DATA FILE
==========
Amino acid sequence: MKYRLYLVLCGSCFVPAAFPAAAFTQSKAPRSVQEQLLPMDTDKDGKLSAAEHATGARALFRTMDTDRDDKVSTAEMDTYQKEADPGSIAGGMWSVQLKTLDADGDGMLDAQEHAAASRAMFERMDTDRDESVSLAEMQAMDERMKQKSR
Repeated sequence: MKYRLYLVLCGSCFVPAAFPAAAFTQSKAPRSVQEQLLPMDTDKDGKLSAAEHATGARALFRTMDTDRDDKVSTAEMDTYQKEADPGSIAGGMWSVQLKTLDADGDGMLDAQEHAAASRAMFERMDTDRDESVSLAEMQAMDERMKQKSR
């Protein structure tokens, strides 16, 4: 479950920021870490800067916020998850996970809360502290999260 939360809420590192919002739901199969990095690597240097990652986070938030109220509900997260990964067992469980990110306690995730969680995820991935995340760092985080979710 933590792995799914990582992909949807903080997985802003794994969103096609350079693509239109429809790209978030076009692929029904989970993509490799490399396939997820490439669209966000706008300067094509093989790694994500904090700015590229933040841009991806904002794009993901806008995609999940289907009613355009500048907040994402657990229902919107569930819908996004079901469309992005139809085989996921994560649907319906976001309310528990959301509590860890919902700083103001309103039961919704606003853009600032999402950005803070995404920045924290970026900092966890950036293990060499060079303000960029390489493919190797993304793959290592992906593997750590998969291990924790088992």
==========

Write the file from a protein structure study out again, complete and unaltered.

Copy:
Amino acid sequence: MKYRLYLVLCGSCFVPAAFPAAAFTQSKAPRSVQEQLLPMDTDKDGKLSAAEHATGARALFRTMDTDRDDKVSTAEMDTYQKEADPGSIAGGMWSVQLKTLDADGDGMLDAQEHAAASRAMFERMDTDRDESVSLAEMQAMDERMKQKSR
Repeated sequence: MKYRLYLVLCGSCFVPAAFPAAAFTQSKAPRSVQEQLLPMDTDKDGKLSAAEHATGARALFRTMDTDRDDKVSTAEMDTYQKEADPGSIAGGMWSVQLKTLDADGDGMLDAQEHAAASRAMFERMDTDRDESVSLAEMQAMDERMKQKSR
């Protein structure tokens, strides 16, 4: 479950920021870490800067916020998850996970809360502290999260 939360809420590192919002739901199969990095690597240097990652986070938030109220509900997260990964067992469980990110306690995730969680995820991935995340760092985080979710 933590792995799914990582992909949807903080997985802003794994969103096609350079693509239109429809790209978030076009692929029904989970993509490799490399396939997820490439669209966000706008300067094509093989790694994500904090700015590229933040841009991806904002794009993901806008995609999940289907009613355009500048907040994402657990229902919107569930819908996004079901469309992005139809085989996921994560649907319906976001309310528990959301509590860890919902700083103001309103039961919704606003853009600032999402950005803070995404920045924290970026900092966890950036293990060499060079303000960029390489493919190797993304793959290592992906593997750590998969291990924790088992």